Ely College staff and pupils recount the life-enhancing trip made by students to a Kenyan slum
PUBLISHED: 16:20 03 November 2017 | UPDATED: 16:30 04 November 2017
Last month we reported on students from Ely College that had gone out to Kenya to spend their half term working and helping in the slums of Nakuru to develop schools and improve education. Here's how the team viewed it.
A team of 22 students, parents and teachers from Ely College gave up their half term to work in two slum schools in Nakuru - Kenya’s fourth largest city.
The team of 10 that visited Jubilee Academy - Ella Watkins, Stuart Cree, Eve Bannister, Ryan Lawrence, Abi Haynes, Alexa Haynes, Chloe Coxall, James Taylor, Rosie Howard Millar, Paris O’Keffe - spent the week building a platform around the classrooms that had been hit by severe flooding.
On our last day the torrential rain returned but we were thrilled to see that our hard work meant that no water entered the classrooms.
What students thought of their life-changing trip
Nomalanga Mhlanga (Ungana): “The most amazing and unforgettable experience of my life. It really gave everyone a chance to see a different view point and it helped improve my social skills by being surrounded by such a welcoming and wonderful group.”
James Taylor (Jubliee): “The trip was truly incredible and was an eye opening experience! Everything from fundraising to playing football with the overjoyed children is memorable. I look forward to going back in 2019 and continuing what we started.”
Chloe Coxall (Jubilee): “Most amazing experience of my life! I was completely immersed into a new culture and I had to embrace it. The whole trip was a hugely inspiring and heart-warming experience and my confidence developed so much in such a short space of time.”
Oscar Wolfe (Ungana): “It was an amazing trip and thank you very much to everyone who helped make it possible. I really enjoyed seeing the children at Ungana and getting to teach them music lessons with the instruments we brought over for them.”
Lucy Stephenson (Ungana): “I had an amazing time and it was really interesting to experience the different culture and way of living. It’s an experience that I will remember for the rest of my life.”
Lily College (Ungana): “I really enjoyed working as a team to help so many young children and I loved to see the impact we had made by the end of it, it was amazing to see all the smiles on their faces.”
Rosie Thornhill (Ungana): “An experience I am definitely never going to forget. It completely changes your perspective of life over there. Truly eye opening”
Rosie Howard-Miller (Jubilee): “Such an incredible experience, seeing the faces of the children light up when they received new pants and socks is something I will always treasure.”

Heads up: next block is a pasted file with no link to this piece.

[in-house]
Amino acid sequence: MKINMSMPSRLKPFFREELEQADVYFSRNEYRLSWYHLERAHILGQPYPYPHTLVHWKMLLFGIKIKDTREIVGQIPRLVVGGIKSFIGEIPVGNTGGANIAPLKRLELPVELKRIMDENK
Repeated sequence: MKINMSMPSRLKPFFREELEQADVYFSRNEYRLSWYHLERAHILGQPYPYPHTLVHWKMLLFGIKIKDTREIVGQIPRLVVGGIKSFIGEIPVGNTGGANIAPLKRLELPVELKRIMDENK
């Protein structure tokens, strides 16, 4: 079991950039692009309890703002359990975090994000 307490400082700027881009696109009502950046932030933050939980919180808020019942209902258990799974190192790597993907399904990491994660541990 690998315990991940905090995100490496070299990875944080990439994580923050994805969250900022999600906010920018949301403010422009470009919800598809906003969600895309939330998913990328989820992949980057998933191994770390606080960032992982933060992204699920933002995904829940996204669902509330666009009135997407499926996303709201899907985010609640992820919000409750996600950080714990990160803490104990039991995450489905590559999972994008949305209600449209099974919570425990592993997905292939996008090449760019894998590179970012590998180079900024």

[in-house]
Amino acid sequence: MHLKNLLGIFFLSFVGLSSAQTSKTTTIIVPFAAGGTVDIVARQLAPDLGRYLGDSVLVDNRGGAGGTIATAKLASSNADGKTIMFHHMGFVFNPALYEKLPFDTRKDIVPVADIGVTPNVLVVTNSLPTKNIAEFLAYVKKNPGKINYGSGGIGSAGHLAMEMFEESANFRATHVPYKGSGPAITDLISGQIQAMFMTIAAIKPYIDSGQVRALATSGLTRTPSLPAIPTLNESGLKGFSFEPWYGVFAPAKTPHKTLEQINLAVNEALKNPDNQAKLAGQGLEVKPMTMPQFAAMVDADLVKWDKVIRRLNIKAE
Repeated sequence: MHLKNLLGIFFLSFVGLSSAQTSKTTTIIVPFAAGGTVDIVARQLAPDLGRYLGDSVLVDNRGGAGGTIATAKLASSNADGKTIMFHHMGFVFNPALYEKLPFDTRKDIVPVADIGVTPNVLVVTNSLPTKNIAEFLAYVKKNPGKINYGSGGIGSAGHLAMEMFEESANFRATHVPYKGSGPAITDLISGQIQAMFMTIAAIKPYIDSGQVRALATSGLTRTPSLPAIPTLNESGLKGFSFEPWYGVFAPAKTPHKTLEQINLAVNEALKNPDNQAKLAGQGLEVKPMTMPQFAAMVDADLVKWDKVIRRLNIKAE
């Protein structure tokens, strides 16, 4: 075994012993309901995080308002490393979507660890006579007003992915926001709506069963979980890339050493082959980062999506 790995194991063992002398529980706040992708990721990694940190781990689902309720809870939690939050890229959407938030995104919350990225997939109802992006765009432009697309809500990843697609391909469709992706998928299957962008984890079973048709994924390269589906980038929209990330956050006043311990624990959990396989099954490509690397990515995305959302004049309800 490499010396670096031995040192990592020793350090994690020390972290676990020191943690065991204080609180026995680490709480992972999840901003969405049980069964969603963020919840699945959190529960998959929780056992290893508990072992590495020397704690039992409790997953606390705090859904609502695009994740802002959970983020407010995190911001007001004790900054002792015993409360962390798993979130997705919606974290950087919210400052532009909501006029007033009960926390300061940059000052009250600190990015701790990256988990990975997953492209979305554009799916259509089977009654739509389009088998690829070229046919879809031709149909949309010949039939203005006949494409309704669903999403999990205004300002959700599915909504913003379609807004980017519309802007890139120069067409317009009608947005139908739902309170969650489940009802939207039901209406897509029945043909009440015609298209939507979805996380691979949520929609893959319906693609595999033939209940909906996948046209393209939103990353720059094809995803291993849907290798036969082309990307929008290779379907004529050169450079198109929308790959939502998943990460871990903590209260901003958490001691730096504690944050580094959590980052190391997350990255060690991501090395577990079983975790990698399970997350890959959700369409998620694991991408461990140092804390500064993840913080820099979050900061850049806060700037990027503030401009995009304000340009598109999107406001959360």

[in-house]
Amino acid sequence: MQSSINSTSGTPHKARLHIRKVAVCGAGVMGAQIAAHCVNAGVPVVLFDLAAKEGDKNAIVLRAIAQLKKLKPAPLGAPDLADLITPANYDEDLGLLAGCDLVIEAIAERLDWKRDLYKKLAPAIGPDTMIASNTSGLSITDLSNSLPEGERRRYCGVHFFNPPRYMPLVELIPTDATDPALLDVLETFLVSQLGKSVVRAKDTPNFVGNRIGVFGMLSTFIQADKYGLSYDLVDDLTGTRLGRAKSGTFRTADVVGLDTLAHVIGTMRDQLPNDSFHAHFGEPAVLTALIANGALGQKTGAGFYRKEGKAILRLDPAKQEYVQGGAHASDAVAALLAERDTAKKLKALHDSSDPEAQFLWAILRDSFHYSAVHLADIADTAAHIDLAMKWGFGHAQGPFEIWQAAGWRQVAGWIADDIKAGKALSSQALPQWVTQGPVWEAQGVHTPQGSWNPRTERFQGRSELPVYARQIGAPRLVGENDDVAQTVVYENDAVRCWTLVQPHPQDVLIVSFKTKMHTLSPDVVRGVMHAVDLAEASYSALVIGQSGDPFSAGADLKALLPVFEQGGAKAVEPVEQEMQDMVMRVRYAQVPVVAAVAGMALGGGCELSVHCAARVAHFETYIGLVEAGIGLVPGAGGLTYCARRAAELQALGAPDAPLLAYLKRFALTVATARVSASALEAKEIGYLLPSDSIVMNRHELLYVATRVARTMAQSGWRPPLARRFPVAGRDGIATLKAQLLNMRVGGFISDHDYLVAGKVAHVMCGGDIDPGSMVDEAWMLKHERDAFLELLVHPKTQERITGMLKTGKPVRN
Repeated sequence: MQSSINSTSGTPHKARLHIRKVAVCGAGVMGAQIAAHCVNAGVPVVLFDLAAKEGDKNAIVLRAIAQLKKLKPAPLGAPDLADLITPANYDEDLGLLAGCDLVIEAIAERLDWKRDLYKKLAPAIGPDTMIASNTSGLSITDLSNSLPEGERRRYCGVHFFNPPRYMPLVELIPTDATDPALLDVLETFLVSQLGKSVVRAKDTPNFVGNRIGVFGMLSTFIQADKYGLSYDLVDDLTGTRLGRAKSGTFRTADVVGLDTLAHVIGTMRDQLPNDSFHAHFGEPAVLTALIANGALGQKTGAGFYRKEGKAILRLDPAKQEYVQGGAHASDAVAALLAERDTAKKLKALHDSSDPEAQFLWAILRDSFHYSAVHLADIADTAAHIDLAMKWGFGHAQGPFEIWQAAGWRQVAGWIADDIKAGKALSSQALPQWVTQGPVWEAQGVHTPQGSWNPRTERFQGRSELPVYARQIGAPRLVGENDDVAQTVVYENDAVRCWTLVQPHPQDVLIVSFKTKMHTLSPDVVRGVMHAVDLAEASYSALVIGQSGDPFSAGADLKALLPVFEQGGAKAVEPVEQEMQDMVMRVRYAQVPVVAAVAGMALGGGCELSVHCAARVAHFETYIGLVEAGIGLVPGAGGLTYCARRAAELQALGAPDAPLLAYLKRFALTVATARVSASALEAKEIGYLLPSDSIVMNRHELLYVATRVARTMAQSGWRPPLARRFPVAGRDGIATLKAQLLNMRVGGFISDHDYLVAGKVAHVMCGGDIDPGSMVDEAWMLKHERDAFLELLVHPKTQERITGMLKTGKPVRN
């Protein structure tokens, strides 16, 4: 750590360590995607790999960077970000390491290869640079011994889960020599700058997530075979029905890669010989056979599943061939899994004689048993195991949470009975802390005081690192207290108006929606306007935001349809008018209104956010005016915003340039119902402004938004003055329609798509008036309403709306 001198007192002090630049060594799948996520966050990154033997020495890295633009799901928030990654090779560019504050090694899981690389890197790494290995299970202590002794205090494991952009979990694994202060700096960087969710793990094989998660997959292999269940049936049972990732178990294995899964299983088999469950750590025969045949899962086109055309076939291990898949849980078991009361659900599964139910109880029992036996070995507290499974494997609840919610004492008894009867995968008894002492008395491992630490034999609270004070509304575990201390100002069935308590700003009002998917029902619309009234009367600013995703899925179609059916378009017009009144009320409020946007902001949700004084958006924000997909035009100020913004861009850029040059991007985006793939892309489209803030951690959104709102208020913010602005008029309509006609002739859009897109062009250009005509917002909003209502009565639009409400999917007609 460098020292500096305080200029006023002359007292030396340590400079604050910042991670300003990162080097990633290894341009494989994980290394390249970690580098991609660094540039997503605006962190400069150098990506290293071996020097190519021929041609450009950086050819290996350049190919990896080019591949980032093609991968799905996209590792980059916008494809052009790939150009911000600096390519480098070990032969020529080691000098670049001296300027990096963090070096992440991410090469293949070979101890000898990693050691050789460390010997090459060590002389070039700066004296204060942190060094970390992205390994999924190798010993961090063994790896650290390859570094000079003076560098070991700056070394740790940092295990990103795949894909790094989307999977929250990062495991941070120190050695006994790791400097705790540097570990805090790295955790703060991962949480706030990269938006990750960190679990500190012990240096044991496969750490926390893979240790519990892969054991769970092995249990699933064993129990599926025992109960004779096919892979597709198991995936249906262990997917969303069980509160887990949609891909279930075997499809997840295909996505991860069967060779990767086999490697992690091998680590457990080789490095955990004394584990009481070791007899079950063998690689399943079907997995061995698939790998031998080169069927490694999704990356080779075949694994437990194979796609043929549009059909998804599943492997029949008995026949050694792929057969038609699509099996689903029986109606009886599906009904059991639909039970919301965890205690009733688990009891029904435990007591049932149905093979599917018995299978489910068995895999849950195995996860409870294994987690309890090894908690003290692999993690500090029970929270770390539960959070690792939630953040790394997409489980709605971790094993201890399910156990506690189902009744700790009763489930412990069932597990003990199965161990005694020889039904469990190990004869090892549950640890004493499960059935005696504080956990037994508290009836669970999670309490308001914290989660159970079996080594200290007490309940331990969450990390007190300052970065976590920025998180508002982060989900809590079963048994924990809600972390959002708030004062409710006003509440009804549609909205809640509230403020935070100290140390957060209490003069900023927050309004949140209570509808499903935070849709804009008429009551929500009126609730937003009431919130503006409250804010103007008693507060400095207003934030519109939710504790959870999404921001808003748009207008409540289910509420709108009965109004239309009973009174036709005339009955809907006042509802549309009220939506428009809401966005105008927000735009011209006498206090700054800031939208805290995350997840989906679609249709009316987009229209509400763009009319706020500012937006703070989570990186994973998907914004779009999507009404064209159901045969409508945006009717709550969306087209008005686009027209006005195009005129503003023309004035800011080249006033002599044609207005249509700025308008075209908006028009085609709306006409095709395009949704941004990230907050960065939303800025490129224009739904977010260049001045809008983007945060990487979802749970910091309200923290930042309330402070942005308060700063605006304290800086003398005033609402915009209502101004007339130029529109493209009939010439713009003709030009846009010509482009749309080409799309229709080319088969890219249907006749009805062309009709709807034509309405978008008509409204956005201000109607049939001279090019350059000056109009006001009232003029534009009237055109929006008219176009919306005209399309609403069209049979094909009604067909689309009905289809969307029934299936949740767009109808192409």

During our time at Jubilee we helped the teachers prepare food for the students’ lunches. For most of the students, this is their only meal of the day so it will usually consist of oats, rice and beans to ensure they have the energy to continue with the rest of their school day.
Thanks to kind donations from the local community, friends and family we were able to deliver new desks and chairs to replace those that had rotted in the floods.
It was a heart-warming moment when the children screamed with delight and chased the delivery bus when they saw what was inside. Something we take for granted in England was so incredibly important to the students that value their education so highly.
Stuart Cree said: “I was inspired by Joseph, one of the older Jubilee pupils who I commended for his excellent flag-raising ceremony. He asked me to teach him Scouting. “As acting Scout Leader of I felt I had to help and did what is my duty - to do my best. I decided some lesson plans to run the three days and finished off with an English flag ceremony as I carry out each week at Littleport Scouts.
“The scarves were a leaving surprise for Jacob and his Troop. I also felt it was highly appropriate that Jacob should have a Scout Leader shirt and as I can easily buy another, I gave him mine.”
Meanwhile the team of 12, led by teacher Graham Whiteman and parent Caroline Nightingale, worked to cement a new floor in the ‘baby class’ at Ungana Academy, which will be turned into two classrooms.
Students and keen musicians Amber Dorrington, Lucy Stephenson and Oscar Wolfe bought a variety of musical instruments and delivered lessons to classes at the school; this was a new experience to many of the Kenyan students and proved a huge success!
The volunteers also delivered lessons in geography, cardio vascular, puberty and health promotion for girls. When Caroline showed the Kenyan students photos of a recent holiday to Iceland they were in awe having never seen ice before. They were particularly interested in the formation and texture.
Those who gave a helping hand at Ungana Academy were Graham Whiteman, Caroline Nightingale, Daniel Nightingale, Nomalanga Mhlanga, Sam Evans, Lily College, Amber Dorrington, Lucy Stephenson, Oscar Wolfe, Rosie Thornhill, Ellen Cooper and Katie Nelson.
The students also visited the Nakuru dump site, where several families live amongst huge scavenger birds and pigs. They were shocked at the poverty but humbled by the kind welcome given to them by the locals.
The trip was a great success, largely down to the hardworking, selfless attitudes of the Ely College students.
They worked tirelessly to ensure the work completed was of the highest possible standard and they should be proud of the impact they have had on the teachers and students of the schools.
Thank you so much to the students and to their parents for allowing them this incredible opportunity.
A huge thank you also to anyone that kindly donated clothes, stationary, building equipment and money for the classroom furniture. It went to an extremely worthy cause and the Kenyan teachers and students were so thankful.